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P-2.15 Immunosuppression affects circulating follicular regulatory T cells in kidney transplant recipients

Carla C. Baan, Netherlands

Head of laboratory
Internal Medicine
Erasmus MC, University, Medical Center


Carla C. Baan, PhD, is Professor and head of the Nephrology & Transplantation Laboratory at Erasmus Medical Center, University Hospital Rotterdam, The Netherlands. Dr Baan obtained her doctorate from Erasmus University, The Netherlands.
Her position involves the supervision of doctorate research related to the role of cytokines, regulatory T cells, B cells, cell therapy and immunosuppressive drugs in clinical organ transplantation.At the laboratory immunological tests to monitor pathways of donor directed reactivity are developed and used including multi-parameter flow cytometry/Facs sort and Elispot for T and B cell profiling, phosphospecific flow cytometry for the analysis of intracellular signaling pathways, cell culture assays to measure antigen specific proliferation & cytotoxicity, GWAS and PCR for gene expression and epigenetics, and immunohistochemistry.The aim of this translational work is to titrate the immunosuppressive burden on our patients in such a way that side-effects (infections, malignancies, cardiovascular events) are kept at a minimum while at the same time rejection processes are prevented.
Dr Baan has been the President of the European Society for Organ Transplantation (2011-2013) and has been a member of the board of the International Society for Heart and Lung Transplantation (2015-2016). Currently, dr Baan is the Executive Editor_Basic Sciences of the Transplantation Journal.


Immunosuppression affects circulating follicular regulatory T cells in kidney transplant recipients

Carla C. Baan1, Qian Niu2, Aleixandra Mendoza Rojas1, Marjolein Dieterich1, LanLan Wang2, Teun van Gelder1, Dennis A. Hesselink1, Nicole M. van Besouw1.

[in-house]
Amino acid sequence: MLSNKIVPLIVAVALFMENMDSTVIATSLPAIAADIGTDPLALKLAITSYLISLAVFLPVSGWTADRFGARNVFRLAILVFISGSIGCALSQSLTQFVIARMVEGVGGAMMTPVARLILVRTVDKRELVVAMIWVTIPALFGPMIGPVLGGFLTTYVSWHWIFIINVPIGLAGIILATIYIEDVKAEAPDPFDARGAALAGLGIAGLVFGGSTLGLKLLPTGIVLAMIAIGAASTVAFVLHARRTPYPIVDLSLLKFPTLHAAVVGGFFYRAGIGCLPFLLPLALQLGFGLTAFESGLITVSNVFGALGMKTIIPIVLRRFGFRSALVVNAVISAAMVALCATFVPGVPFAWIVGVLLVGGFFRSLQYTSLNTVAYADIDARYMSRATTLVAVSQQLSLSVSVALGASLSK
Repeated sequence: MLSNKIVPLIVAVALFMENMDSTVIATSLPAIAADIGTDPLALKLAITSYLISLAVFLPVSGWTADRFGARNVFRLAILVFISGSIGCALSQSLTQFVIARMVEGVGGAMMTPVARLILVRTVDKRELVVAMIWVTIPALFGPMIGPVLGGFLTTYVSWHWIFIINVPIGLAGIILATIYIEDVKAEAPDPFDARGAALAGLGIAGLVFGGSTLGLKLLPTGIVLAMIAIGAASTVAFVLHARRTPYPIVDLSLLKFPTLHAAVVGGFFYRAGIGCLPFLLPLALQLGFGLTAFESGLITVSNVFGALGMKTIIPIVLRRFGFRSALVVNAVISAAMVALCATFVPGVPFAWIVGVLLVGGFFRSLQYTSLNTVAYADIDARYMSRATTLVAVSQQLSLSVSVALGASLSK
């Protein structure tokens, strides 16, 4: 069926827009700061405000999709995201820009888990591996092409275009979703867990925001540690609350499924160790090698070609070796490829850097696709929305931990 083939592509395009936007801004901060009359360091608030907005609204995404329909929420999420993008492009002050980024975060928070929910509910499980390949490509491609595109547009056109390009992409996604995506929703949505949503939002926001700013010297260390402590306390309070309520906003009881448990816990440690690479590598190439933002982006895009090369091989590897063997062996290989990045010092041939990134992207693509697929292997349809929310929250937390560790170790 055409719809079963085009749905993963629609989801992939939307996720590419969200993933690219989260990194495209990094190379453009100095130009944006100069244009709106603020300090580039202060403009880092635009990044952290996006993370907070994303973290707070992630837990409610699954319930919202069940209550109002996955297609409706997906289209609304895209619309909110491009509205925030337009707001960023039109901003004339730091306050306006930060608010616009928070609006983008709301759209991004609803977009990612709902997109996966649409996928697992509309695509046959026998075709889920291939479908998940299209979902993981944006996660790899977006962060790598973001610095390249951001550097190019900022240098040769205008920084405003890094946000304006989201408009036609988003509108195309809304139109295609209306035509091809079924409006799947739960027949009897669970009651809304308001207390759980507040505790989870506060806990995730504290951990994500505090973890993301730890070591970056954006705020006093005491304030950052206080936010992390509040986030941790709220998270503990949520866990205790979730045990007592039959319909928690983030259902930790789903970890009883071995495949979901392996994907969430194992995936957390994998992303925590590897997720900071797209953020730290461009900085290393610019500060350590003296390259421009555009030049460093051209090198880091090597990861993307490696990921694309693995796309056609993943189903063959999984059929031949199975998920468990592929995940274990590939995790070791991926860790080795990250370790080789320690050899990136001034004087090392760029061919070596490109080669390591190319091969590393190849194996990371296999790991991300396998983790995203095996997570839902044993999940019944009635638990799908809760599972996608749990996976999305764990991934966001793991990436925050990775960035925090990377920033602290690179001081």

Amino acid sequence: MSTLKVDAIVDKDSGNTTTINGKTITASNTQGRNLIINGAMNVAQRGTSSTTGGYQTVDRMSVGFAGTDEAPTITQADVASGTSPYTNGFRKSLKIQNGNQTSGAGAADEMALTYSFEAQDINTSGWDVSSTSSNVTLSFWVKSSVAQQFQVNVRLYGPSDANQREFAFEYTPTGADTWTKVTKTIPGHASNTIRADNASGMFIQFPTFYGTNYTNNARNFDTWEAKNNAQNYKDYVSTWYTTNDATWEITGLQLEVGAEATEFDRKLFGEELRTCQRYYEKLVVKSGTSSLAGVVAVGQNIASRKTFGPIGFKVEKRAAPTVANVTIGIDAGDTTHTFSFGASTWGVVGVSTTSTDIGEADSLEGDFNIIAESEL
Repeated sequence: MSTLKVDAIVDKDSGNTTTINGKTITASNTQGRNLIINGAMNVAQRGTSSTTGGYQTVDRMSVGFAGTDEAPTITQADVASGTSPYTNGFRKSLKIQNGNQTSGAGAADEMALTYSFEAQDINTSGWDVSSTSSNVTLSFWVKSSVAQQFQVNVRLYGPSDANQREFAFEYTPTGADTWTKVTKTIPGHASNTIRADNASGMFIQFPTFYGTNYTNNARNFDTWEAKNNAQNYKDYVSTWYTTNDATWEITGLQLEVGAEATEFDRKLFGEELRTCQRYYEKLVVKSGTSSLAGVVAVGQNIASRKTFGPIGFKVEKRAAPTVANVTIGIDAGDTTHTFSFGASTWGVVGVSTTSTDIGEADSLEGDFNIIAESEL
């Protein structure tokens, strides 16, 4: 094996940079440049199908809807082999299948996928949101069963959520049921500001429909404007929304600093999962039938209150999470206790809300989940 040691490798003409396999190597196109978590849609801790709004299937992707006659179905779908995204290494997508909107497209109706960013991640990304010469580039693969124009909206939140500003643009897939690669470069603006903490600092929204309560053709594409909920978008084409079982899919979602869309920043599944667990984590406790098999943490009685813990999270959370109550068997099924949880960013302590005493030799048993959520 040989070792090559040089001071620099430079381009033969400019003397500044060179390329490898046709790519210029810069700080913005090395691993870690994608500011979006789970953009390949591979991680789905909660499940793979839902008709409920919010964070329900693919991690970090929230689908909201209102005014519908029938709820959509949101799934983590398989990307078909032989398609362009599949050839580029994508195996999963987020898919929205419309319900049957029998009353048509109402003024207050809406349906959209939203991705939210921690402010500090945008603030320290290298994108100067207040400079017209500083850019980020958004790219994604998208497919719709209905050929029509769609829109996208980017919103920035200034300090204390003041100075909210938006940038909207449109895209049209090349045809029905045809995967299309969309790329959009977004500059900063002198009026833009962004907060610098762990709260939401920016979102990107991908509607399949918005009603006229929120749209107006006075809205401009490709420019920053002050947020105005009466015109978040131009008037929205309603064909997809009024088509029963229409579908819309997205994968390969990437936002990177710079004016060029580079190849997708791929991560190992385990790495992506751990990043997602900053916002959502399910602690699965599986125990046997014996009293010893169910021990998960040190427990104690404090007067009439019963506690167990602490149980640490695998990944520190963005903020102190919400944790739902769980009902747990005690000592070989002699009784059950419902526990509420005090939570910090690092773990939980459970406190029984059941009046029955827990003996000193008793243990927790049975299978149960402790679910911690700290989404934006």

1Department of Internal Medicine, Erasmus MC, Rotterdam, Netherlands; 2West China Hospital, Sichuan University, Chengdu, People's Republic of China

Background: FoxP3+ follicular regulatory T cells (Tfr) have been identified as the cell population controlling T follicular helper (Tfh) cells and B cells that are involved in effector immune responses against transplanted tissue. 
Materials: To understand the biology of Tfr cells in kidney transplant patients receiving tacrolimus based immunosuppression, we measured circulating (c)Tfh and cTfr cells in peripheral blood at 5-7 years after transplantation by flow cytometry. Of this cohort 26% (58/227) had been treated for rejection of which 16% was diagnosed as T cell mediated rejection (TCMR), 7% as chronic (c)ABMR and 3% as mixed rejection. Median time after anti-rejection therapy was 4.9 years (range 0.4–7 years). Age and gender matched heathy individuals served as controls.
Results: While the absolute numbers of cTfh cells were comparable between kidney recipients and healthy controls, the numbers for cTfr cells were 46% lower in immunosuppressed recipients (median 8.8×106/mL vs. 16.2×106/mL, p<0.001). More importantly, the ratio of Tfr/Tfh was decreased, indicating a disruption of the balance between cTfh and cTfr cells. This shifted balance was observed for both non-rejectors and rejectors. Next, the impact of a previous anti-rejection therapy history on cTfr cells. After pulse steroid anti-rejection therapy 29% (median) fewer cTfr cells were measured, after IvIG a 40% reduction was found and five years after alemtuzumab therapy hardly any cTfr cells were present (p<0.01 for all group vs non-rejectors). No association with tacrolimus trough levels was found. The Tfr/Tfh ratio correlated with kidney function (eGFR: rs=0.15, p=0.03).
Conclusions: Our work shows that anti-rejection therapy significantly affects the number of cTfr cells in kidney transplant recipients. The observed profound, long lasting effects by these agents might dysregulate cTfr functions.


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